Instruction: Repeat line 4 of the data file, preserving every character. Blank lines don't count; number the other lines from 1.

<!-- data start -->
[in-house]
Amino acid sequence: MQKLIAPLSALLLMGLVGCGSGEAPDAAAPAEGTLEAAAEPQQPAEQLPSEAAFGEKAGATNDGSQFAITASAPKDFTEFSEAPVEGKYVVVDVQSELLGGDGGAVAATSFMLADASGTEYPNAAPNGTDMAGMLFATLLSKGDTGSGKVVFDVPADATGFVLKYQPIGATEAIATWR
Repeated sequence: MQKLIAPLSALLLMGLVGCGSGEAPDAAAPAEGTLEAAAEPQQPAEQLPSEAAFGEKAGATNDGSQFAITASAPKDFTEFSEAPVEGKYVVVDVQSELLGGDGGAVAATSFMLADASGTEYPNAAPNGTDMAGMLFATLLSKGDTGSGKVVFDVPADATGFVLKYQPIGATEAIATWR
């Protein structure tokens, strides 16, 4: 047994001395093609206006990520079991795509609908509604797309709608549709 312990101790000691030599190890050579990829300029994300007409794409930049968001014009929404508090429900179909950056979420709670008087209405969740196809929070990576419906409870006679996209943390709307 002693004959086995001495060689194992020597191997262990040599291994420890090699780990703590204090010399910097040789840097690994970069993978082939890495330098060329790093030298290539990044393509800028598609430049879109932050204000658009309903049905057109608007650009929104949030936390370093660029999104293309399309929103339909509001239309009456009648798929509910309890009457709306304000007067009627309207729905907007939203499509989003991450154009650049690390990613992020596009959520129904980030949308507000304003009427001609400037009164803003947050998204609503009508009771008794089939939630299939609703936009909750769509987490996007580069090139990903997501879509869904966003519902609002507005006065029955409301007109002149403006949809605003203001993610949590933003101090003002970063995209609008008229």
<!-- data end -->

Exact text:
């Protein structure tokens, strides 16, 4: 047994001395093609206006990520079991795509609908509604797309709608549709 312990101790000691030599190890050579990829300029994300007409794409930049968001014009929404508090429900179909950056979420709670008087209405969740196809929070990576419906409870006679996209943390709307 002693004959086995001495060689194992020597191997262990040599291994420890090699780990703590204090010399910097040789840097690994970069993978082939890495330098060329790093030298290539990044393509800028598609430049879109932050204000658009309903049905057109608007650009929104949030936390370093660029999104293309399309929103339909509001239309009456009648798929509910309890009457709306304000007067009627309207729905907007939203499509989003991450154009650049690390990613992020596009959520129904980030949308507000304003009427001609400037009164803003947050998204609503009508009771008794089939939630299939609703936009909750769509987490996007580069090139990903997501879509869904966003519902609002507005006065029955409301007109002149403006949809605003203001993610949590933003101090003002970063995209609008008229």